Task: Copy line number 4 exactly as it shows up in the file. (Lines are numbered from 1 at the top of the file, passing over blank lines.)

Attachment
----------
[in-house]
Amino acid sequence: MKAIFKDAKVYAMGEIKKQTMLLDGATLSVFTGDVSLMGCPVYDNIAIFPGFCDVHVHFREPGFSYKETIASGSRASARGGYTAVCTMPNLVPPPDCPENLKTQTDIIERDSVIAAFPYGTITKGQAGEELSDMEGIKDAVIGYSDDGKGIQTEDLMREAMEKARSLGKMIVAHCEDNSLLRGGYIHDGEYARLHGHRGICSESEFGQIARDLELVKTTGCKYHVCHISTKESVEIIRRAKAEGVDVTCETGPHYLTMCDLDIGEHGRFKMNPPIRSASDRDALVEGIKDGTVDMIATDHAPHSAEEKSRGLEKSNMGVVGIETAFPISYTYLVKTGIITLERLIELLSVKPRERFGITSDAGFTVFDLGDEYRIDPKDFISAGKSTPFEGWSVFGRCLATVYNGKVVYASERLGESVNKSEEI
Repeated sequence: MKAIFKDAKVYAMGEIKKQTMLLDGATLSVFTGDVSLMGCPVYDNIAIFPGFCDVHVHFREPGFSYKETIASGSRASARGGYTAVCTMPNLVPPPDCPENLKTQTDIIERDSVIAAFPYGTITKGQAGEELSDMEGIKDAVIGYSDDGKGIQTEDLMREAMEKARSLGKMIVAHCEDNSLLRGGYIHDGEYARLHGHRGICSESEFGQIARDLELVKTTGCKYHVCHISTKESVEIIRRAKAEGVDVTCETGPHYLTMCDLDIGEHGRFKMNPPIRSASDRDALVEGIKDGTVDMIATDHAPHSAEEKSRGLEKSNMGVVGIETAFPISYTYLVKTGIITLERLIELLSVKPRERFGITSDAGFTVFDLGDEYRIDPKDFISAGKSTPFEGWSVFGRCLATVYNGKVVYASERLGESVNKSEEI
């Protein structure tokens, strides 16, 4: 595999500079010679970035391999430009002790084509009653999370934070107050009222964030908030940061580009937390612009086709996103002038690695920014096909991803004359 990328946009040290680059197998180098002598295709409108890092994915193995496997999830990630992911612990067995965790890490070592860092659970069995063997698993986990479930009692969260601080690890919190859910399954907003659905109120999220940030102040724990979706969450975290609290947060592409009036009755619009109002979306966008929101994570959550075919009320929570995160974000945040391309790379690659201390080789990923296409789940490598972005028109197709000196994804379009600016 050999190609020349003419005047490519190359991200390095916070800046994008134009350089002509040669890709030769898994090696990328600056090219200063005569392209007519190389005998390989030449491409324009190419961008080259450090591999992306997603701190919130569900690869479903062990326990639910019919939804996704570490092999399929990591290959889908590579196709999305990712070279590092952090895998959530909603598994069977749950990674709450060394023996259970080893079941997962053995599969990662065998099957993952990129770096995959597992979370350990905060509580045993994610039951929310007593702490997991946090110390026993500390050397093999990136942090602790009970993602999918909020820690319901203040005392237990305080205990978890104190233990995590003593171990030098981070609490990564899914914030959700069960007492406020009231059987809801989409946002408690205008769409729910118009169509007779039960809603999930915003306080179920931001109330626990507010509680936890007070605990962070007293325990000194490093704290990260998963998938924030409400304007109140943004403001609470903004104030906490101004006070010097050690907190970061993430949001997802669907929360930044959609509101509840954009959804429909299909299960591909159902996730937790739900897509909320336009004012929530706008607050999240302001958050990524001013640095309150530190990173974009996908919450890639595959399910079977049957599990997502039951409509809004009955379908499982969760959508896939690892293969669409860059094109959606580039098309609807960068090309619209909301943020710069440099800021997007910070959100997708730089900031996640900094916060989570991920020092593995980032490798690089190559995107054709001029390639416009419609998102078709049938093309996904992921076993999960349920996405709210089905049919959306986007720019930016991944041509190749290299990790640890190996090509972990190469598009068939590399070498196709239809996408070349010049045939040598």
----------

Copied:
């Protein structure tokens, strides 16, 4: 595999500079010679970035391999430009002790084509009653999370934070107050009222964030908030940061580009937390612009086709996103002038690695920014096909991803004359 990328946009040290680059197998180098002598295709409108890092994915193995496997999830990630992911612990067995965790890490070592860092659970069995063997698993986990479930009692969260601080690890919190859910399954907003659905109120999220940030102040724990979706969450975290609290947060592409009036009755619009109002979306966008929101994570959550075919009320929570995160974000945040391309790379690659201390080789990923296409789940490598972005028109197709000196994804379009600016 050999190609020349003419005047490519190359991200390095916070800046994008134009350089002509040669890709030769898994090696990328600056090219200063005569392209007519190389005998390989030449491409324009190419961008080259450090591999992306997603701190919130569900690869479903062990326990639910019919939804996704570490092999399929990591290959889908590579196709999305990712070279590092952090895998959530909603598994069977749950990674709450060394023996259970080893079941997962053995599969990662065998099957993952990129770096995959597992979370350990905060509580045993994610039951929310007593702490997991946090110390026993500390050397093999990136942090602790009970993602999918909020820690319901203040005392237990305080205990978890104190233990995590003593171990030098981070609490990564899914914030959700069960007492406020009231059987809801989409946002408690205008769409729910118009169509007779039960809603999930915003306080179920931001109330626990507010509680936890007070605990962070007293325990000194490093704290990260998963998938924030409400304007109140943004403001609470903004104030906490101004006070010097050690907190970061993430949001997802669907929360930044959609509101509840954009959804429909299909299960591909159902996730937790739900897509909320336009004012929530706008607050999240302001958050990524001013640095309150530190990173974009996908919450890639595959399910079977049957599990997502039951409509809004009955379908499982969760959508896939690892293969669409860059094109959606580039098309609807960068090309619209909301943020710069440099800021997007910070959100997708730089900031996640900094916060989570991920020092593995980032490798690089190559995107054709001029390639416009419609998102078709049938093309996904992921076993999960349920996405709210089905049919959306986007720019930016991944041509190749290299990790640890190996090509972990190469598009068939590399070498196709239809996408070349010049045939040598």